Throughout history, Japan has faced numerous natural disasters. Each time, its people have stood strong and gone on to rebuild their communities. On 11 March 2011 the Great East Japan earthquake struck the country and has once again reminded us of the importance of disaster and emergency preparedness. Rather than the conventional emergency preparedness kits that all tend to resemble one another, people are now seeking a more versatile solution that is appropriate for a variety of situations. This called for the development of an emergency preparedness kit that includes the bare minimum necessary for a city-dweller to make it to a place of refuge during an earthquake or other disaster. The result is a whistle to alert others of one’s presence, a radio, raincoat, lantern, drinking water and a plastic case, all packaged inside of a 5cm wide tube that is waterproof and floats. The radio is equipped with manual charging functionality, which can also be used to charge your smartphone, lantern, or other devices via USB. The plastic case can be used to store medicine or anything else the user might deem necessary, and the tube in which the drinking water foil pouch is stored can also be used as a cup. Despite its compact design, the kit offers a rich set of features.
Slimmer and more compact than conventional emergency kits, it’s easy to carry and can also be worn over the shoulder using the included strap. The design makes it easy to keep it near the entrance and ready to go at all times – just leave it in the umbrella stand or hang it from a coat hanger. The outer tubing is available in silver, white, or black, and each tool is available in a selection of 3 different colours.
nendo. Connel Coffee. Tokyo. Japan. photos: Daici Ano
Interior Design by nendo This projects features original interiors designed by Kenzo Tange in 1977, picturesque views of the Akasaka Estate, the Korekiyo Takahashi Memorial Park and a stone garden created by Isamu Noguchi.
chocolate pencils: our “chocolate pencils” come in a number of cocoa blends that vary in intensity, and chocophiles can use the special “pencil sharpener” that comes with our plate to grate chocolate onto their dessert.
3 types of low tables that are of the shape of a box using 5 sheets of frost glass. For the joint between two sheets of glass, the cross-sections with an angle of 45° were printed with bright colours. These cross-sections were then bonded together. These colours had a gradation effect, such as from purple to red, orange to yellow, and blue to purple. What is more, the reverse side of the frost glass was printed with a pattern to make it look as though the same colours were blurred on the glass surface. With this, we tried to create a natural and soft image, as if the colours on the edges were blurring. By combining the extremely difficult technique of printing gradation colours on the diagonal edges with the printing that expresses a delicate “blurriness”, an appearance that contradicts the conventional image of glass, which is of a hard and sharp material, was achieved.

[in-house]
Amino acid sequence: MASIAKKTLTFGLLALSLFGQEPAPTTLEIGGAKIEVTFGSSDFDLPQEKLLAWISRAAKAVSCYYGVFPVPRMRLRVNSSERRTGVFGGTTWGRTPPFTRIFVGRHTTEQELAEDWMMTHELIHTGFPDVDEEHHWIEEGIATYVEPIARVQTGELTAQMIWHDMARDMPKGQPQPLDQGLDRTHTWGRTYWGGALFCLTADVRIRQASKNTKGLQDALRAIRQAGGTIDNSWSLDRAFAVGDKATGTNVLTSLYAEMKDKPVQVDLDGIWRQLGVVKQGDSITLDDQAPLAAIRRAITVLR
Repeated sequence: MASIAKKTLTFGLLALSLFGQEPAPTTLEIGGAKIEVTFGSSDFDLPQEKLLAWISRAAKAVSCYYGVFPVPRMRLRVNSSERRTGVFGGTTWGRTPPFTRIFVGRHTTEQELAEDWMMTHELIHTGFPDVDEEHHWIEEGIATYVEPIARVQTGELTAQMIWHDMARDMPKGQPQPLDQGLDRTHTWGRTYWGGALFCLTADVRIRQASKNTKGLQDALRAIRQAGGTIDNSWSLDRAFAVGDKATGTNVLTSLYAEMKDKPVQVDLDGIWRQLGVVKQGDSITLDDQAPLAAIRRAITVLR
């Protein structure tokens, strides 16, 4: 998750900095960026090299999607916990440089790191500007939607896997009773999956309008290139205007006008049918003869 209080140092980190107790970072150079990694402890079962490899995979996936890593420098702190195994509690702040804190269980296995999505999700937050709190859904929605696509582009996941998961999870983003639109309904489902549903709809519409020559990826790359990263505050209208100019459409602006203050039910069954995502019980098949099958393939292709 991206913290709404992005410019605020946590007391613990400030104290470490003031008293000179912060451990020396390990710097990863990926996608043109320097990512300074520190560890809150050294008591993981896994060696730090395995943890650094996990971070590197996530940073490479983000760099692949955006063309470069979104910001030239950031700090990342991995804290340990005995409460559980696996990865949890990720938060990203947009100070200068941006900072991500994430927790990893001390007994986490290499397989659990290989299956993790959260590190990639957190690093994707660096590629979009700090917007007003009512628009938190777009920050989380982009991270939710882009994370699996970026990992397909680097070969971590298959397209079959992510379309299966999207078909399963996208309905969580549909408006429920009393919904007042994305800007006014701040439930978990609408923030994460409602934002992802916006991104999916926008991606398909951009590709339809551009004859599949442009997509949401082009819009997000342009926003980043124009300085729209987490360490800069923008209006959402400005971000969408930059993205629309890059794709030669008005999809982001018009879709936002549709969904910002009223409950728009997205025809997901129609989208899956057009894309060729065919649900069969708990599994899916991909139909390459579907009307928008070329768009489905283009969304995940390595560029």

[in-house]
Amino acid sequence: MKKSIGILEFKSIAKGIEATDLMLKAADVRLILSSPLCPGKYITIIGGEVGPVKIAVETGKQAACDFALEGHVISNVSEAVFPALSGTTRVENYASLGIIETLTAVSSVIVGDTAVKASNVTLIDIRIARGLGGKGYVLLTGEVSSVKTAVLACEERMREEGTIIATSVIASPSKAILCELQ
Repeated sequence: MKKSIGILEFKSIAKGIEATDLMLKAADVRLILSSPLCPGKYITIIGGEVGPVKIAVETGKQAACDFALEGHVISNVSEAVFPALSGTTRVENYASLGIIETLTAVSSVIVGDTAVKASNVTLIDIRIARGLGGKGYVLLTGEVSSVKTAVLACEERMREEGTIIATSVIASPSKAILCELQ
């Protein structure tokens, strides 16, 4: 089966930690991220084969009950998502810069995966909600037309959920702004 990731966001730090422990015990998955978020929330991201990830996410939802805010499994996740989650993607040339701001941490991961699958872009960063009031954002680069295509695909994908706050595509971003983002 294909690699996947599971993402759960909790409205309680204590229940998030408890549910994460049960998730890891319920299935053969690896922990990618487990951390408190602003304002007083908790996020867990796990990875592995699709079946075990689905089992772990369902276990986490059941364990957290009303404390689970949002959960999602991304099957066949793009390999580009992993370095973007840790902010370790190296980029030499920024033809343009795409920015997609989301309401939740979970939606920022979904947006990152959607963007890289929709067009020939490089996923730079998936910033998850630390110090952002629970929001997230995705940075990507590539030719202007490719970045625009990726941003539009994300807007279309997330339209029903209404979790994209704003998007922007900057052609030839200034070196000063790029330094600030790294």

Cocoa’s country of origin, kind, percentage content, technique of the chocolatier’s, the flavours inside… There are many factors that determine a chocolate’s taste. featuring pointed tips, hollow interiors, smooth or rough surface textures– and, while the raw materials are identical, the distinctive textures create different tastes.
In coming up with a new chocolate concept, we turned out attention not to such factors, but to the chocolate’s “shape.”The 9 different types of chocolate are made within the same size, 26x26x26mm,Each chocolate is directly named after Japanese expressions used to describe texture.
1. “tubu-tubu” Chunks of smaller chocolate drops. 2. “sube-sube” Smooth edges and corners. 3. “zara-zara” Granular like a file. 4. “toge-toge” Sharp pointed tips. 5. “goro-goro” Fourteen connected small cubes. 6. “fuwa-fuwa” Soft and airy with many tiny holes. 7. “poki-poki” A cube frame made of chocolate sticks. 8. “suka-suka” A hollow cube with thin walls. 9. “zaku-zaku” Alternately placed thin chocolate rods forming a cube.